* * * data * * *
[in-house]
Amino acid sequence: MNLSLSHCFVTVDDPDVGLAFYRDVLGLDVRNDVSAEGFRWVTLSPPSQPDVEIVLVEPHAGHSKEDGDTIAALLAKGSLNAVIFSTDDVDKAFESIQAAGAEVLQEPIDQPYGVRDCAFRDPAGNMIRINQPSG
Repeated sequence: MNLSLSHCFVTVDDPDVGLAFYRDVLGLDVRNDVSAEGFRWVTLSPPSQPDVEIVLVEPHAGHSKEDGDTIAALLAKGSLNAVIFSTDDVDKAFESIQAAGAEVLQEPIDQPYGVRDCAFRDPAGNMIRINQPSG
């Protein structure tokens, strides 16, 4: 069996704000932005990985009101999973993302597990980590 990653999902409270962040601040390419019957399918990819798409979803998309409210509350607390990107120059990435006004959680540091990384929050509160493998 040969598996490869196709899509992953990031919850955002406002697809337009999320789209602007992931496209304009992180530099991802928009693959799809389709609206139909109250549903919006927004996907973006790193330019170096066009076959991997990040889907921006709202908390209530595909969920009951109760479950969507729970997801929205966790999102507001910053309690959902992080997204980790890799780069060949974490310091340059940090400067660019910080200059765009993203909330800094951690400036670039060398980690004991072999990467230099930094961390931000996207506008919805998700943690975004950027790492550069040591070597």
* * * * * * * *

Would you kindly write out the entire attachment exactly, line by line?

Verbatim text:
[in-house]
Amino acid sequence: MNLSLSHCFVTVDDPDVGLAFYRDVLGLDVRNDVSAEGFRWVTLSPPSQPDVEIVLVEPHAGHSKEDGDTIAALLAKGSLNAVIFSTDDVDKAFESIQAAGAEVLQEPIDQPYGVRDCAFRDPAGNMIRINQPSG
Repeated sequence: MNLSLSHCFVTVDDPDVGLAFYRDVLGLDVRNDVSAEGFRWVTLSPPSQPDVEIVLVEPHAGHSKEDGDTIAALLAKGSLNAVIFSTDDVDKAFESIQAAGAEVLQEPIDQPYGVRDCAFRDPAGNMIRINQPSG
């Protein structure tokens, strides 16, 4: 069996704000932005990985009101999973993302597990980590 990653999902409270962040601040390419019957399918990819798409979803998309409210509350607390990107120059990435006004959680540091990384929050509160493998 040969598996490869196709899509992953990031919850955002406002697809337009999320789209602007992931496209304009992180530099991802928009693959799809389709609206139909109250549903919006927004996907973006790193330019170096066009076959991997990040889907921006709202908390209530595909969920009951109760479950969507729970997801929205966790999102507001910053309690959902992080997204980790890799780069060949974490310091340059940090400067660019910080200059765009993203909330800094951690400036670039060398980690004991072999990467230099930094961390931000996207506008919805998700943690975004950027790492550069040591070597």